Educators' perceptions of the impact block schedules have on student/teacher relations and student behaviors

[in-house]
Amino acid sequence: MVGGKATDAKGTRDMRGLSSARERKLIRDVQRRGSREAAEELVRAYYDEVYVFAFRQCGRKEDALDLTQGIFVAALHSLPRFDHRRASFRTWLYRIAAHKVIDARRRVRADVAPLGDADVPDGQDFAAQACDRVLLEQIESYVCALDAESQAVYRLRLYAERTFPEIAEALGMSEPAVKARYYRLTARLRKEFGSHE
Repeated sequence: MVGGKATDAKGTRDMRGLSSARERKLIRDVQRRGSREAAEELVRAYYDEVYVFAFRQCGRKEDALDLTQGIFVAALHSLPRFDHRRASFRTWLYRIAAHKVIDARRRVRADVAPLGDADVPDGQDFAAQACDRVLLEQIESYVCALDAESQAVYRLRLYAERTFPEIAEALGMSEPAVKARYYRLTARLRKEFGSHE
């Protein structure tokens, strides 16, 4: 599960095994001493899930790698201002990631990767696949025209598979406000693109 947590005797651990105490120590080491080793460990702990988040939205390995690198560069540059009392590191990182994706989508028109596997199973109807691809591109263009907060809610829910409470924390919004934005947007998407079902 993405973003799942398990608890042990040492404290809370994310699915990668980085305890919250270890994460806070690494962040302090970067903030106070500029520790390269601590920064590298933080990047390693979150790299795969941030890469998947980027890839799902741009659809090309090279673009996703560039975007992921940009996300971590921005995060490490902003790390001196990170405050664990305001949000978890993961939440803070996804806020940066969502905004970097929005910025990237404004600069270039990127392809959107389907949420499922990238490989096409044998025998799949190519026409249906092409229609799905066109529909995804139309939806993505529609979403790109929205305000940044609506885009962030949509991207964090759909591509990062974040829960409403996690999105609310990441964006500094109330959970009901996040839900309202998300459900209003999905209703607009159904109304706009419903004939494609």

Block scheduling is being incorporated in schools across America, and it is improving the educational benefits gained by secondary students (Queen and Gaskey, 1997). During the nineties, nearly half of our nation's schools adopted block schedules which have extended 90-minute periods. Transitioning from the traditional 50-minute learning segments to 90-minute sessions became extremely popular as the "alternate block" and "four-by-four" block, dominated. The purpose of this study was to investigate educators' perceptions of how block schedules impact student-teacher relations and student behaviors. Two hundred nine school personnel from a southeastern state were polled. Data were gathered using a 22 question instrument that was created by the investigator and divided into three parts. Part I solicited information about the subjects' background, and Part II was equipped with a Likert scale for the subjects to rate statements on a scale from 1.0 to 4.0. Part III solicited the subjects' opinions about the advantages and disadvantages of block schedules through two open-ended questions. Statistical differences were found between the data submitted by the alternate block personnel and the four-by-four block personnel. Multiple t-tests were run on the data, and they revealed a significant difference on 12 of the 13 questions. The four-by-four personnel ratings were always more favorable or positive than those personnel who were on the alternate block. Thus, educational leaders should carefully consider the implementation of new schedule types since school personnel must adjust to the challenges that accompany schedule changes. Conclusions of the study showed that 40% of the personnel employed on the alternate block schedule and 25% of the personnel who work on the four-by-four have had no training to do so. Also, nearly 35% of both, alternate block personnel and four-by-four personnel surveyed, found it challenging to keep students on task during the block classes. Recommendations were that new school personnel be introduced and oriented to the advantages and disadvantages of block schedules before they are implemented. School districts should be proactive in this sense in an attempt to primarily assist teachers become more effective and efficient; therefore, they will then become better equipped to meet students' needs. It is also recommended that a study investigate the strategies university professors use to prepare education majors. Such data would be beneficial as it would form a foundation for better teacher preparation and perhaps add more reality to the education curriculum.